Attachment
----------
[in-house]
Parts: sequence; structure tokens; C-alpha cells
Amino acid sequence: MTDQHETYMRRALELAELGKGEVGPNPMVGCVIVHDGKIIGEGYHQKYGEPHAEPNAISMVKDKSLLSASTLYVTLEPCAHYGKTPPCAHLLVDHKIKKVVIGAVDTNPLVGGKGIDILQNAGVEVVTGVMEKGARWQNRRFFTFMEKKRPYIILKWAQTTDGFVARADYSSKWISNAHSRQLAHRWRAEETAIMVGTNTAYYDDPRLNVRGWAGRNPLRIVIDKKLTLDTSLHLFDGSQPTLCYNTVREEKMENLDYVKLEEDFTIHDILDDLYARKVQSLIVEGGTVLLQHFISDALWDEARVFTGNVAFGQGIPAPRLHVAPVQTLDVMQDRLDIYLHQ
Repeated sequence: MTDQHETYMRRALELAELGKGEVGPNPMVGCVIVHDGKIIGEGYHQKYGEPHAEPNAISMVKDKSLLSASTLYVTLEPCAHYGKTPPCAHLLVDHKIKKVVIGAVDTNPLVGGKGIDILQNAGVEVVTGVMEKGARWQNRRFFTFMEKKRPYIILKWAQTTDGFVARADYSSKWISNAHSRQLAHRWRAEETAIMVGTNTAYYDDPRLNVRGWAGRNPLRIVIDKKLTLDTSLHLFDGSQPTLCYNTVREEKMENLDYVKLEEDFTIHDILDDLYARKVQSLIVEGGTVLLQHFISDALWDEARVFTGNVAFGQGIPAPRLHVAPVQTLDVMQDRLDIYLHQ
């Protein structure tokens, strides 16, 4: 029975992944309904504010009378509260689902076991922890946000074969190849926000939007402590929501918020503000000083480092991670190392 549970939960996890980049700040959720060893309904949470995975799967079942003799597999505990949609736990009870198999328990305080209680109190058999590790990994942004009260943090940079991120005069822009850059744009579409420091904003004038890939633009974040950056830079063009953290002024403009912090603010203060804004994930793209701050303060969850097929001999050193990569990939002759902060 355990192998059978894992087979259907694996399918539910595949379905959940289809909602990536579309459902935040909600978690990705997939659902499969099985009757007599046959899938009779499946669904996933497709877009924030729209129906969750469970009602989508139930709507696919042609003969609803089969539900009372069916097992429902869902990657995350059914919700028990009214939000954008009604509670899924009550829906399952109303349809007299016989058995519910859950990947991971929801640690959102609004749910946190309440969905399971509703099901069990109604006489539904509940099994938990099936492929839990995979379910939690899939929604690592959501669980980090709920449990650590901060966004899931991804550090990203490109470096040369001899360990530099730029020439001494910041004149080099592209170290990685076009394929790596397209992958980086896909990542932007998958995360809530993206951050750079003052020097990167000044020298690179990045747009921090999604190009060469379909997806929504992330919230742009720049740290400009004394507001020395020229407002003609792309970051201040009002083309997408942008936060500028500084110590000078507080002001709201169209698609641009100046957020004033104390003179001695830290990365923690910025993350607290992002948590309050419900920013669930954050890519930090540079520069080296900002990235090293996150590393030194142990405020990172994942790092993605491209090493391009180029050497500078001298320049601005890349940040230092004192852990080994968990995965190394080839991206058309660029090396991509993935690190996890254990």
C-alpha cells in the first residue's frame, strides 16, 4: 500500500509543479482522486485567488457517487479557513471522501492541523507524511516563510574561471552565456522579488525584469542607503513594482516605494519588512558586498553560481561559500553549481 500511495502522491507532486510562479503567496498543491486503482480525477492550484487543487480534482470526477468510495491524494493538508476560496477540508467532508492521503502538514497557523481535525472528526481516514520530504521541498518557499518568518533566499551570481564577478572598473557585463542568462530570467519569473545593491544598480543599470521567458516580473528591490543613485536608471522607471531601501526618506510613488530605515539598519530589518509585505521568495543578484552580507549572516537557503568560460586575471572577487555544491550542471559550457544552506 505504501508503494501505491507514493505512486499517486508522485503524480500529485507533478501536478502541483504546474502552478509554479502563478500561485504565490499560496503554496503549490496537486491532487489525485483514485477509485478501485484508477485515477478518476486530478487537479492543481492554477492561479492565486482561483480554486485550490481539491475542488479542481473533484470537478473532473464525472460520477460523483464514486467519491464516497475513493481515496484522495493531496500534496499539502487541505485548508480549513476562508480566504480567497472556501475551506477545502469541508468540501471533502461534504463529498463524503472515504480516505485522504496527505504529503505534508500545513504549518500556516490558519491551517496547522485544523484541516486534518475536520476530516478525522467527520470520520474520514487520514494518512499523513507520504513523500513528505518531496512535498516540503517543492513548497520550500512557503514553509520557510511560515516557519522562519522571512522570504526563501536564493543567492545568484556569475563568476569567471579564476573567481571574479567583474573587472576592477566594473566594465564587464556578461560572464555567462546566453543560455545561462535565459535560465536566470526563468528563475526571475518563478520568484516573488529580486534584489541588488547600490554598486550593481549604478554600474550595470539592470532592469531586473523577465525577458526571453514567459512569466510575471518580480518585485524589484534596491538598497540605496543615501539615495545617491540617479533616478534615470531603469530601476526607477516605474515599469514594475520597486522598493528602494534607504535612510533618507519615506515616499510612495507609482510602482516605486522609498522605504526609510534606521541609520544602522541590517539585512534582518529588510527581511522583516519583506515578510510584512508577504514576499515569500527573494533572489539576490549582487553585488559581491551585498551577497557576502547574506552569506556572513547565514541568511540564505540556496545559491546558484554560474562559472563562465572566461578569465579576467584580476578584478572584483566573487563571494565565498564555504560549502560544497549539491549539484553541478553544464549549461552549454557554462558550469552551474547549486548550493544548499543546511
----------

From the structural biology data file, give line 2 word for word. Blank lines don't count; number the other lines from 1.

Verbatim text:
Parts: sequence; structure tokens; C-alpha cells